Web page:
The Supreme Court of California Monday reversed Billy Ray Waldon’s conviction and death sentence from 1991. The court agreed with Waldon that the trial court judge wrongly allowed Waldon to represent himself at trial, even after a prior judge denied his request. The court stated that the trial court’s failure to provide counsel for Waldon violated his constitutional rights to counsel and a fair trial.
Waldon requested to represent himself during the criminal trial, so the judge ordered a psychiatric exam of Waldon. The psychiatrist that examined Waldon reported that Waldon did not have the capacity to understand the consequences of waiving counsel and also believed he had a delusional thought disorder. The judge denied Waldon’s motion to represent himself, citing the psychiatrist’s report. A second judge, without considering the psychiatric report, then permitted Waldon’s second request to represent himself at trial.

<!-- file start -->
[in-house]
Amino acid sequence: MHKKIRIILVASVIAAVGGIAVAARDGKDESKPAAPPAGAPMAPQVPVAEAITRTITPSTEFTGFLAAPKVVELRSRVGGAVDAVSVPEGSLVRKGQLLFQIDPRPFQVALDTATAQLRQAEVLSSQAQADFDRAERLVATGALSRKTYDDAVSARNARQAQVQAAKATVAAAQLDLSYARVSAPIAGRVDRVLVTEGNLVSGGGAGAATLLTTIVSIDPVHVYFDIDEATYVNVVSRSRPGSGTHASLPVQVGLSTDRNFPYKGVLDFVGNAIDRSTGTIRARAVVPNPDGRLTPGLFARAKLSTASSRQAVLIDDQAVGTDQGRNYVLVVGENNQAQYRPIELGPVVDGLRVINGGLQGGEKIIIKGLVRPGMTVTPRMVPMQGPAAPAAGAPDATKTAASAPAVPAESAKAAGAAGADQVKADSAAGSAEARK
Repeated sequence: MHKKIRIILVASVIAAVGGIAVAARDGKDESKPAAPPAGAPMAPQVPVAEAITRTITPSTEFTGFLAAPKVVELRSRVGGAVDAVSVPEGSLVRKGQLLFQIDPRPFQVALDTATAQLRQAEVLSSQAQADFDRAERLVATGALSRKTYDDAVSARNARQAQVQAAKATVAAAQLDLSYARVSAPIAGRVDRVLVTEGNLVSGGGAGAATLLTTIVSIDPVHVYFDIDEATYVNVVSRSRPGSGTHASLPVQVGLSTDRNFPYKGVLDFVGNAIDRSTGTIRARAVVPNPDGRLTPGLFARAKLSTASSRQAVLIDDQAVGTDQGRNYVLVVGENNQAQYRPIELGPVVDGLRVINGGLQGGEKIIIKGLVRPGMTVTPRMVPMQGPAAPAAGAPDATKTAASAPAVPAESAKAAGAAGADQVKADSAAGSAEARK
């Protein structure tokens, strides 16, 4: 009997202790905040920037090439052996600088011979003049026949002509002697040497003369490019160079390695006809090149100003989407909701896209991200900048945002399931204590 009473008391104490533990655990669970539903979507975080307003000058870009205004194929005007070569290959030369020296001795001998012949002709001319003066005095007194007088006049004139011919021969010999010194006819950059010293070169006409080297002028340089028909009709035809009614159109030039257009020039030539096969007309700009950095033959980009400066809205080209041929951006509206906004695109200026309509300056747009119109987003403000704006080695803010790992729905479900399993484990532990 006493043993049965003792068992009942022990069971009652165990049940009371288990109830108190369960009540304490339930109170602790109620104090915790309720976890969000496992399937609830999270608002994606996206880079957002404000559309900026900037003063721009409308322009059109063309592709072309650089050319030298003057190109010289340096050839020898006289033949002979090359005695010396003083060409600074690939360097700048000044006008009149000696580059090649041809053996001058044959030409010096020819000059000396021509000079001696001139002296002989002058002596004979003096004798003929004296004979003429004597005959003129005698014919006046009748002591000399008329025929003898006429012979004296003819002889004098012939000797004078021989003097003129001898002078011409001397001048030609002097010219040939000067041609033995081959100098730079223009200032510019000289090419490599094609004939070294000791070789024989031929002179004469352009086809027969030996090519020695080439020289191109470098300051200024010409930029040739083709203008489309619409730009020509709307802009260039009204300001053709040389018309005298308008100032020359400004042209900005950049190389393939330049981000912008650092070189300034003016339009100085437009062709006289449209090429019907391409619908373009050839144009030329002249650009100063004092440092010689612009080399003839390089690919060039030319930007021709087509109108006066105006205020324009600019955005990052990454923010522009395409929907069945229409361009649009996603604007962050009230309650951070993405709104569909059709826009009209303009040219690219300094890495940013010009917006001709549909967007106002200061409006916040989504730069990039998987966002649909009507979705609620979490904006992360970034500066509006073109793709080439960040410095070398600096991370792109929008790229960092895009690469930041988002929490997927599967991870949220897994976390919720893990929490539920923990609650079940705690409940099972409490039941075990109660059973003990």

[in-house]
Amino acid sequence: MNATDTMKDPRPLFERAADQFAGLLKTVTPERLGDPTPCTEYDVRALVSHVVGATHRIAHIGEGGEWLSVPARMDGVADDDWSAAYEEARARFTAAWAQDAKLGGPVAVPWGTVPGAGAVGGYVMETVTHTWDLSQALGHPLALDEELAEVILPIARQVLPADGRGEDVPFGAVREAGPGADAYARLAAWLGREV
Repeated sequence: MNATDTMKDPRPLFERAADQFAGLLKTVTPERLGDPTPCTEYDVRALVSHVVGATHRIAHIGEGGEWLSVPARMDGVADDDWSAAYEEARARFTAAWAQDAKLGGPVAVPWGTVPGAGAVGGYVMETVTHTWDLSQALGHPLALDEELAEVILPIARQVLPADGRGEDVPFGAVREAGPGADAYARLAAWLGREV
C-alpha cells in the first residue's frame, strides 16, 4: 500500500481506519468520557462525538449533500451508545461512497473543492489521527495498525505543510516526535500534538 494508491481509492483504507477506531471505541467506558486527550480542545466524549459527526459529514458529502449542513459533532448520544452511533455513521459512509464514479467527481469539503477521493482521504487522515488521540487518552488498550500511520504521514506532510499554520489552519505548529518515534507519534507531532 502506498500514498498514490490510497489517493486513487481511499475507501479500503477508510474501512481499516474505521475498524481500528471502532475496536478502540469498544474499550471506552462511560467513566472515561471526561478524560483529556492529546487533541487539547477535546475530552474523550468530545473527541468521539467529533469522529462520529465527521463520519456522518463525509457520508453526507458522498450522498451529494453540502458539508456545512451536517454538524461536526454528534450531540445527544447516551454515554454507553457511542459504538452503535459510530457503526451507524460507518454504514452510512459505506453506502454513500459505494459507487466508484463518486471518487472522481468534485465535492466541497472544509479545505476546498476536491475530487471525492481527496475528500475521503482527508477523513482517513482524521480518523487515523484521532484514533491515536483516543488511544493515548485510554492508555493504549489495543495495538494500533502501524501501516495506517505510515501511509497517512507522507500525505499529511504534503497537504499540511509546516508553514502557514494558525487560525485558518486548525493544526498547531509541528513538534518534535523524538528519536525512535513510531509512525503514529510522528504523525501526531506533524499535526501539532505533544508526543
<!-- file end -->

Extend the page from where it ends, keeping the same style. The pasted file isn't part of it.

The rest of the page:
A jury convicted Waldon of three counts of first degree murder, attempted murder, arson, sexual assault, burglary, theft of a vehicle, robbery, multiple firearm counts and animal cruelty. The court sentenced Waldon to death.
This case represents an instance of the decline in the use of the death penalty in the US. At the end of last year, the Death Penalty Information Center reported that since 1973, almost 200 people on death row have been found innocent.